Real People. Stihl People.

Rural Missouri Magazine

Go speed racer, go!
7-year-old Tyler Betts burns up the race
tracks in his outlaw sprint kart

by Heather Berry
Tyler Bett’s 6B winged outlaw kart buzzes around the track during a late summer race at County Line Speedway in Brighton. The 7-year-old speedster is lighting up the track and building bonds with his family as he collects racing trophies on weekends.

The deep crevice in the ground doesn’t pose any challenge for Tyler Betts. He zips his car up the ditch and it flies effortlessly over the chasm below, landing on a hill on the far side.

Tyler smiles with some satisfaction and then tells his friends, “Hey, let’s make a deeper trench and then make a bridge.” He offers a blue-lipped Gatorade grin to his comrades and then tosses the Matchbox car aside, grabbing now for a sturdy stick to dig a larger crack in the dry earth.

“Come on, Tyler, time to get ready for hot laps,” says Bob Betts, Tyler’s dad, interrupting his son’s play.

The 7-year-old knows to hurry and get his fireproof race suit on, strap on his gloves, snap on his helmet and hop into his car. It’s time to zoom around the 1/8-mile track. His goal? To do well in the heat race and lock in a good position for the feature race later that evening.

Tyler Betts has been zooming around race tracks in Missouri, Iowa and Kansas since he was 5 years old. One day he hopes to be a NASCAR driver.

Tyler is one of a dozen or so 5- to 9-year-olds in the rookie class of winged outlaw karts. They race every weekend from April through October at the County Line Speedway in Brighton. Tyler also competes on racetracks across south and central Missouri as well as Iowa and Kansas when he and his family can hit the road to race.

Unlike go-carts, winged outlaw karts have roll-over cages and arm restraints. Drivers must wear helmets and fire retardant gear to compete. Each class has a restrictor plate that limits how fast the car can go. As Tyler moves up in classes, the restrictor plate will allow more speed.

While he still competes in the rookie class, Tyler’s no newcomer. Now in his second year of racing, he is as serious as any adult when it comes to driving fast and winning trophies.

Tyler sits in his caged kart, no. 6B, both hands on the small steering wheel and stares straight ahead toward the track. Engines are revved in unison by eager young racers. Six laps, well-raced, can get Tyler a good position for the points feature race later that night.

“Look at him,” says Bob as he watches his son. “He’s sitting there thinking race strategy. Tyler’s thinking about who his biggest competition is today and about the last time he might have raced against them. He’s thinking how to get around them and get to the front of the pack.”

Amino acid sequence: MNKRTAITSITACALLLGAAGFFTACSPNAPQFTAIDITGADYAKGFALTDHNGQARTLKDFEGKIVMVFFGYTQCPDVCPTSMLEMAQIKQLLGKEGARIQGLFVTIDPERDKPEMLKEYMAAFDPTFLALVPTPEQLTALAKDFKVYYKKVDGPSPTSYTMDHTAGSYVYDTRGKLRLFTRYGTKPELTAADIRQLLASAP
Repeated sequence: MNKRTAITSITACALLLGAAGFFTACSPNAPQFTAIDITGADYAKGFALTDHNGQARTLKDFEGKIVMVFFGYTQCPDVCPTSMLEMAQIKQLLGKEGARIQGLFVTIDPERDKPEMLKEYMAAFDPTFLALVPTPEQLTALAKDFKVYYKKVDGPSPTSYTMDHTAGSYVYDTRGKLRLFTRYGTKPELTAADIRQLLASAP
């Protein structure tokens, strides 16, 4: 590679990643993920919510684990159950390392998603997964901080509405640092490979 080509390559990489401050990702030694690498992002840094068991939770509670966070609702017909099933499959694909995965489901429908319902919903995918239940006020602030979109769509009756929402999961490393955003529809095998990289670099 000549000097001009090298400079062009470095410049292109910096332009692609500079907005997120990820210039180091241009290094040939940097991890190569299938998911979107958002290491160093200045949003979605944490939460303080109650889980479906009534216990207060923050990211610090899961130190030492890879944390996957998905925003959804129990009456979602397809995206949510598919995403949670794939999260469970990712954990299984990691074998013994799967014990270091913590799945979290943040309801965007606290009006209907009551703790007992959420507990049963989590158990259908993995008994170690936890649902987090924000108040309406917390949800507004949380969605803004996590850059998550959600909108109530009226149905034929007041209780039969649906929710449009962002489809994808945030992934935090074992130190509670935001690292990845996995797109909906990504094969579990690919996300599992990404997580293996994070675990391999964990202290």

Julie Betts, Tyler’s mom, helps her son don his fire protection suit. Tyler wears nearly $1,000 in safety gear every time he gets in his kart to compete.

For this young driver, racing runs in the blood. His grandfather, Larry Betts, races older model cars in the legends classes around the Midwest. Tyler’s dad was a competitor in the adult winged outlaw class, but he gave it up after the 2005 race season.

“Tyler and I both raced that year, but it was kind of hard,” Bob says. “I was trying to keep both cars running good and keep both of us going, but it just got to be a lot with both of us racing.”

When it’s time to race, the Betts are all standing at the fence, ready to cheer Tyler on.
The signal is given by the race official and Tyler and the other cars hit the tracks sounding like mad bees, their highly modified 5-horsepower Briggs & Stratton engines giving their all. The cars become colorful blurs as many of the drivers hit the 40 mph limit. With the laps completed, Tyler zooms off the track and into his spot in the pit.

“How’s it running?” Tyler’s dad asks.

“Good,” comes the simple reply from the second-grader, “Don’t touch it.” Then Tyler, back to being a kid, runs off with a friend, eager to see a giant spider in a drain pipe.

Bob finds it amazing that a boy Tyler’s age can come off the track and describe how a car’s running. “He’ll come into the pit and say ‘my tires are slick,’ ‘I can’t turn the car’ or ‘the engine’s off.’ It’s neat how the communication between us has improved over time,” says Bob.